Your Spring Handicap Checklist: Nine Things to Know April 6, 2018 | Liberty Corner, N.J. By Eric Lahman, USGA

Many states in the northern regions of the U.S. have begun their active season to allow for score posting. A few begin on April 15. (USGA/Jed Jacobsohn)

March and April generally mark the beginning of the active (posting) season for players who live across northern regions of the country. So, as you begin to dust off the clubs and prepare to hit the course this season, here are nine valuable things to know:

  • Play 9! Sometimes getting in a full 18-hole round early in the season can be difficult, whether it’s due to daylight, weather or time constraints. But golfers should know that posting nine-hole scores is permissible and the USGA encourages individuals to Play9.
  • Are we active? Make sure to check the active/inactive season calendar to confirm when your Authorized Golf Association begins its active season. This can also be useful if you’re playing outside your region to ensure that area is active.

  • Playing it as it lies? Be aware that the golf club’s Handicap Committee may declare preferred lies for intermittent soggy spring conditions. Check with the club for more information as this is generally updated daily.

  • What scores can/can’t I post? Need a refresher on what scores are acceptable and unacceptable? Check here.

  • Promoting continuity. Scoring records are maintained continuously from season to season, year to year, so a player doesn’t have to worry about starting anew each season or year.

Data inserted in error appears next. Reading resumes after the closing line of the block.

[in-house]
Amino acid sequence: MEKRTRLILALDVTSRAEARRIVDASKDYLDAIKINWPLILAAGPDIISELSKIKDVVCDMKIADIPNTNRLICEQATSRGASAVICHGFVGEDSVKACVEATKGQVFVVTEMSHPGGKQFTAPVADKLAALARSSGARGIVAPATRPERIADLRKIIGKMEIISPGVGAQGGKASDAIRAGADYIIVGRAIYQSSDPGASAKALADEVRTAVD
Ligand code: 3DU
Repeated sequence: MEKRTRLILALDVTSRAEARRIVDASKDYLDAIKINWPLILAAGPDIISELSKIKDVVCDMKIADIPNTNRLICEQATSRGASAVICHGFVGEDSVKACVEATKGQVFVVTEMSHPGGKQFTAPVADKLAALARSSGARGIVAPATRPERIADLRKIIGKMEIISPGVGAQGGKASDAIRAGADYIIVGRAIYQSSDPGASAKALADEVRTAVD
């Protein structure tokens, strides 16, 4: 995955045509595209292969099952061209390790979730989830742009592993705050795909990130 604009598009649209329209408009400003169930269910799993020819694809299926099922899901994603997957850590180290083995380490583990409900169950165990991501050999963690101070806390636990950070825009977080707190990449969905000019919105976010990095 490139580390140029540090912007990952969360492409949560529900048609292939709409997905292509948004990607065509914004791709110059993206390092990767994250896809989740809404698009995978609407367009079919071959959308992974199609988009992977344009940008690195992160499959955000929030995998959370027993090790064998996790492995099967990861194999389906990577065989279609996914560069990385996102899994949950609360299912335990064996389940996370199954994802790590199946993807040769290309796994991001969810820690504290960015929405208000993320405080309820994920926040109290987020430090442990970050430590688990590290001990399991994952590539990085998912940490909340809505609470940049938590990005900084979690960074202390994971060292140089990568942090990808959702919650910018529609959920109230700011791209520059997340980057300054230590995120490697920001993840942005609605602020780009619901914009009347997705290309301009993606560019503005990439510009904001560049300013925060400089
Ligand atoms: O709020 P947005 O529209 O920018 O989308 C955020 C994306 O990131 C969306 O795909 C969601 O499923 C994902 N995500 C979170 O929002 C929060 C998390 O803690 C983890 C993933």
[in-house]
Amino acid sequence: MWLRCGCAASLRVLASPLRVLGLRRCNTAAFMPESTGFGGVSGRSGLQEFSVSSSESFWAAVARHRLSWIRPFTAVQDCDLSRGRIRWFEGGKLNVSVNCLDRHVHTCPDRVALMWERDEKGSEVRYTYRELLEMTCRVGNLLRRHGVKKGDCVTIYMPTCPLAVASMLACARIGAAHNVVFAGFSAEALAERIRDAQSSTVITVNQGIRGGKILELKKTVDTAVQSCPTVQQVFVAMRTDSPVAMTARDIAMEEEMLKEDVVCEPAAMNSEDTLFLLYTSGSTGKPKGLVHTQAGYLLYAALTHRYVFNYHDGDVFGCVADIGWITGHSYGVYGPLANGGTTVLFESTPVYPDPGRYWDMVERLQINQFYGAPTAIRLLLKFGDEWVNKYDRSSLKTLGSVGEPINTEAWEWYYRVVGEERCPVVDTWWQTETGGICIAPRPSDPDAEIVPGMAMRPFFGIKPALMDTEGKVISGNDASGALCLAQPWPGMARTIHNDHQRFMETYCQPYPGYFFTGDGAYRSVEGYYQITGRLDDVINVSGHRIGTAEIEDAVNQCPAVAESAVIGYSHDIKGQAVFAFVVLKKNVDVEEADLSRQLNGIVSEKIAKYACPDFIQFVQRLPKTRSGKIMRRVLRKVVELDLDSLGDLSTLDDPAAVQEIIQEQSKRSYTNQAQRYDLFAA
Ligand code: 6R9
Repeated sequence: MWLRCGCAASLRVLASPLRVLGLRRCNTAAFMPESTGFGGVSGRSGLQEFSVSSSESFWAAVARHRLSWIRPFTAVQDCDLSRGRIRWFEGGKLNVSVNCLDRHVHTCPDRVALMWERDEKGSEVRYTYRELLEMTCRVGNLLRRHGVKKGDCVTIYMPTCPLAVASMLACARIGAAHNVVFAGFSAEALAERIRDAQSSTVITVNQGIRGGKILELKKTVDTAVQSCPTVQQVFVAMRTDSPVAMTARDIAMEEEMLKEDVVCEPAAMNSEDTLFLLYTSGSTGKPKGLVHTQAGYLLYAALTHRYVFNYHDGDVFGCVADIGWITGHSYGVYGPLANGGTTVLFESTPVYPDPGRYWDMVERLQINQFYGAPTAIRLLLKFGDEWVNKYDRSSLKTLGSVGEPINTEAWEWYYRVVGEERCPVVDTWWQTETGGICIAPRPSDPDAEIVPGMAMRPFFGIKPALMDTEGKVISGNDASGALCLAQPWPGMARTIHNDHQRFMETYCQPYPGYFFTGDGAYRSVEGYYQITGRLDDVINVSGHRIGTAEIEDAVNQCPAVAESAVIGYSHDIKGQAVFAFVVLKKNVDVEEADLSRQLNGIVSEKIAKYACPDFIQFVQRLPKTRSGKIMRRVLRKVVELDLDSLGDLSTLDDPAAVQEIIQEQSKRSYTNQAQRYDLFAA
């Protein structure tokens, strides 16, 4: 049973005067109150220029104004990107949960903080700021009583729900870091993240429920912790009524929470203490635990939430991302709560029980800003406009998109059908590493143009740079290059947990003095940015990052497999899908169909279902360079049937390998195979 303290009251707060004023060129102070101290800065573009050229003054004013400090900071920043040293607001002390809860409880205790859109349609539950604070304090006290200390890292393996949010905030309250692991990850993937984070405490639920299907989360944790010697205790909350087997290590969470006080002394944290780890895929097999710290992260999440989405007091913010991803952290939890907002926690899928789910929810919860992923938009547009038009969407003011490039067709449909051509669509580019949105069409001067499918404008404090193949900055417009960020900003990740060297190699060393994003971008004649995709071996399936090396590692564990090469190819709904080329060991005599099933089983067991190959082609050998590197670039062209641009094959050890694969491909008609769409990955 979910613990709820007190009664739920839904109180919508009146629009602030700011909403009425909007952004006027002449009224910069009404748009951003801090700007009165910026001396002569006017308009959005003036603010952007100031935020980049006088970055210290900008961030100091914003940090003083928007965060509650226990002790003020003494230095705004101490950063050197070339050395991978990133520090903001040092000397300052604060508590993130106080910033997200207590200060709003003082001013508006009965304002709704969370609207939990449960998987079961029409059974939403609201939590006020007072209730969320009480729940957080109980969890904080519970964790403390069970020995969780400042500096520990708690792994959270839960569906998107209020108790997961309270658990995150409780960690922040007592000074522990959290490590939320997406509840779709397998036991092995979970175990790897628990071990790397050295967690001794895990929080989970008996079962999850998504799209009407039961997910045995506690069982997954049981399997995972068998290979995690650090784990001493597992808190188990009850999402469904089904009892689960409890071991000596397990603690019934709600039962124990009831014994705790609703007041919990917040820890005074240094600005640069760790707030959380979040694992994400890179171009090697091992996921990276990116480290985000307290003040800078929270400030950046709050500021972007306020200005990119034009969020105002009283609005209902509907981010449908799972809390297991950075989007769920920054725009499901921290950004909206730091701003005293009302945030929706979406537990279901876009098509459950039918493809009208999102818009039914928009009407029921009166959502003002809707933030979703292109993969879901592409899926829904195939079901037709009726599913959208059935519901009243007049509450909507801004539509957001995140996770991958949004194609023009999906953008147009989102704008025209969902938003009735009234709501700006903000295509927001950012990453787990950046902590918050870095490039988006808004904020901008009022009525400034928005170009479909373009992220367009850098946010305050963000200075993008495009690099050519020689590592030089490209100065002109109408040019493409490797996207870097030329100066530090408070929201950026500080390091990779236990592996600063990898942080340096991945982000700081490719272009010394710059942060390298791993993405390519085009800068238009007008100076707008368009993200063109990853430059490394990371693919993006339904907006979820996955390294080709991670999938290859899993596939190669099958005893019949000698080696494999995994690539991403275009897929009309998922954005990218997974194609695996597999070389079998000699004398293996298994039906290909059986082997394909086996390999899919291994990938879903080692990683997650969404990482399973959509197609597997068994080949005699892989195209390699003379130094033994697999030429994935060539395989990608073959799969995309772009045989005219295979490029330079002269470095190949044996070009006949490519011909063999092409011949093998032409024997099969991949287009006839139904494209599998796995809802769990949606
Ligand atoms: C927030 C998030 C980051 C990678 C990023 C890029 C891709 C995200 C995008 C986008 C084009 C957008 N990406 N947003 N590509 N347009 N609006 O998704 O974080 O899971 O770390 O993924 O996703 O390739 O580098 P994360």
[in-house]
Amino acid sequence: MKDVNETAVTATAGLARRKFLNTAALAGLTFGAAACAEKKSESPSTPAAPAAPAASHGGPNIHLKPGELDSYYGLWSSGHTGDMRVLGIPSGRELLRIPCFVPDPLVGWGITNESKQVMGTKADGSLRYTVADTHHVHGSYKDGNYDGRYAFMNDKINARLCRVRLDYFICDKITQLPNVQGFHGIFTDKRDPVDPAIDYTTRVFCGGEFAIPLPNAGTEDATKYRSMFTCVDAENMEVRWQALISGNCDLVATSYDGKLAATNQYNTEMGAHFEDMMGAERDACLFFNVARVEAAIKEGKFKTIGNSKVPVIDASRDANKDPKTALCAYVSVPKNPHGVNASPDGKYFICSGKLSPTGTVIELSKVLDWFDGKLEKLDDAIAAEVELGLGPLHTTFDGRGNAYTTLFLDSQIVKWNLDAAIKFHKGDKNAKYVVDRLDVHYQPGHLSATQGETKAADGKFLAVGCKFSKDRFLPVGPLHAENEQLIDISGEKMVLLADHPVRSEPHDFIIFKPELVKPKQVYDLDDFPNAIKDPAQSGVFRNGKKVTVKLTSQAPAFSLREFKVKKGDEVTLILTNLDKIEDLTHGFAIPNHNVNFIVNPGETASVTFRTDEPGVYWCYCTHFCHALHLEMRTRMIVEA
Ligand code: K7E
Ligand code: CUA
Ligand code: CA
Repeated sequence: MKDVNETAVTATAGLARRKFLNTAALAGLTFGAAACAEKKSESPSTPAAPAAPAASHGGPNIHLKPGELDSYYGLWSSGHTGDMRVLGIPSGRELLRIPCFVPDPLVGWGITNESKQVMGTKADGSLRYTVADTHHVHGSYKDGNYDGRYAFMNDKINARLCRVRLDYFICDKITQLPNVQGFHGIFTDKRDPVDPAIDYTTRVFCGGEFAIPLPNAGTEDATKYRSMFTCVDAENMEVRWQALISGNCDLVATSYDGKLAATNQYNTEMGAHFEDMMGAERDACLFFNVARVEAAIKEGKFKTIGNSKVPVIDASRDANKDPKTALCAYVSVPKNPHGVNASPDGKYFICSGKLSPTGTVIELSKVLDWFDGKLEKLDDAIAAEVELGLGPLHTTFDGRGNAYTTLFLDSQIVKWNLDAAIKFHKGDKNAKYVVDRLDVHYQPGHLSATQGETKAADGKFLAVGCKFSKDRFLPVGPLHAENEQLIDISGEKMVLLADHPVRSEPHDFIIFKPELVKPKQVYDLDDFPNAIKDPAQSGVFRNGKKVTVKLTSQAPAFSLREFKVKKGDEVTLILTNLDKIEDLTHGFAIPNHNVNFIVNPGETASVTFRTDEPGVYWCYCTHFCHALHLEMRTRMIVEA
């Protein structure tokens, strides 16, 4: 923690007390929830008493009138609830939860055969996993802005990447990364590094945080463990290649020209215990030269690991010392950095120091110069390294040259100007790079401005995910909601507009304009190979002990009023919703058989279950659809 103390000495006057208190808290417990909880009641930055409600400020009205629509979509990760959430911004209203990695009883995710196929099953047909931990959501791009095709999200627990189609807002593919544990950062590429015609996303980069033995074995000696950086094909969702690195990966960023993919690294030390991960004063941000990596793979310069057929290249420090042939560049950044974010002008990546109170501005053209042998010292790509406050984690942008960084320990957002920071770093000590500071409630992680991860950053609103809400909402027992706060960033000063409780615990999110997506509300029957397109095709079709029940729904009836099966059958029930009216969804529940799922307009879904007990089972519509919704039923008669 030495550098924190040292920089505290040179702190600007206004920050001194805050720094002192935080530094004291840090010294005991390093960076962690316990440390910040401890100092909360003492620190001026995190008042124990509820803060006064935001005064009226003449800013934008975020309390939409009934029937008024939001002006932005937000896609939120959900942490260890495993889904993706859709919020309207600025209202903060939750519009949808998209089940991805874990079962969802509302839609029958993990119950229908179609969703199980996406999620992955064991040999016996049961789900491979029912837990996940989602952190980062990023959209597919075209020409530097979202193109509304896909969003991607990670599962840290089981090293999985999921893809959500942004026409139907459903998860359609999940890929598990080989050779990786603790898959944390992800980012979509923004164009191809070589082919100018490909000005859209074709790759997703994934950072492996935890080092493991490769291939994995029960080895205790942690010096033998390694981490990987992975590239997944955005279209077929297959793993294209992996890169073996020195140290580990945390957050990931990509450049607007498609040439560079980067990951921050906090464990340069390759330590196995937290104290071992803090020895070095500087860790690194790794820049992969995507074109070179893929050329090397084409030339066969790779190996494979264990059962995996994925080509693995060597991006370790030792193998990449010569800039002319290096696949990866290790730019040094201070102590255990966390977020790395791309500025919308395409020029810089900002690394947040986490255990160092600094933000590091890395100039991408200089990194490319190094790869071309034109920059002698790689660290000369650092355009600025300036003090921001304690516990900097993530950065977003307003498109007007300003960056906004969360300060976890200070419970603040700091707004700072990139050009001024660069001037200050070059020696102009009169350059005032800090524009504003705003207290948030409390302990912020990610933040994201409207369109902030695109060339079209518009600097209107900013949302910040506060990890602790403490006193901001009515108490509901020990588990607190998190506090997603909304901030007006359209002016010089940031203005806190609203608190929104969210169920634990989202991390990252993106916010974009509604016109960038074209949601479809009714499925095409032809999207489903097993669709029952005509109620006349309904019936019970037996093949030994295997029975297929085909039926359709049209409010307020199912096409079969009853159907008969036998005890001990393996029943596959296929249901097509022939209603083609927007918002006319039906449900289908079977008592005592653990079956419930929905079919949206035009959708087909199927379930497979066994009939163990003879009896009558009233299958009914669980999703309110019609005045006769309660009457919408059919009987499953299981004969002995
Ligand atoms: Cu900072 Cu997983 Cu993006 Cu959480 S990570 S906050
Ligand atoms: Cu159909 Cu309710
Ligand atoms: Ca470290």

• Where has it gone? If your Handicap Index® shows “Inactive” or “NH,” reach out to the Handicap Committee at your club or the Authorized Golf Association in your area, as it may need to be renewed. (The USGA® does not have access to individual scoring records or computation service data.)

  • Stay current. The current USGA Handicap System Manual is valid through 2019 with these minor changes, which are also incorporated into the online USGA Handicap System Manual.

  • Be the expert. Watch the Online Handicap Seminar and take the quiz to become an expert on the USGA Handicap System™  for your authorized golf club.
  • Belong to more than one club? Then you’re considered a “multi-member” in the USGA Handicap System. Be sure that your scoring records are linked, or that you’re posting all acceptable scores across your golf clubs. This ensures the same scoring record at all clubs and an accurate reflection of your playing potential.

Now it’s time to get back out on the course and start posting. And remember, Play9 if you can’t play 18!

Eric Lahman is the manager, Course Rating and  Handicapping. Email him at elahman@usga.org.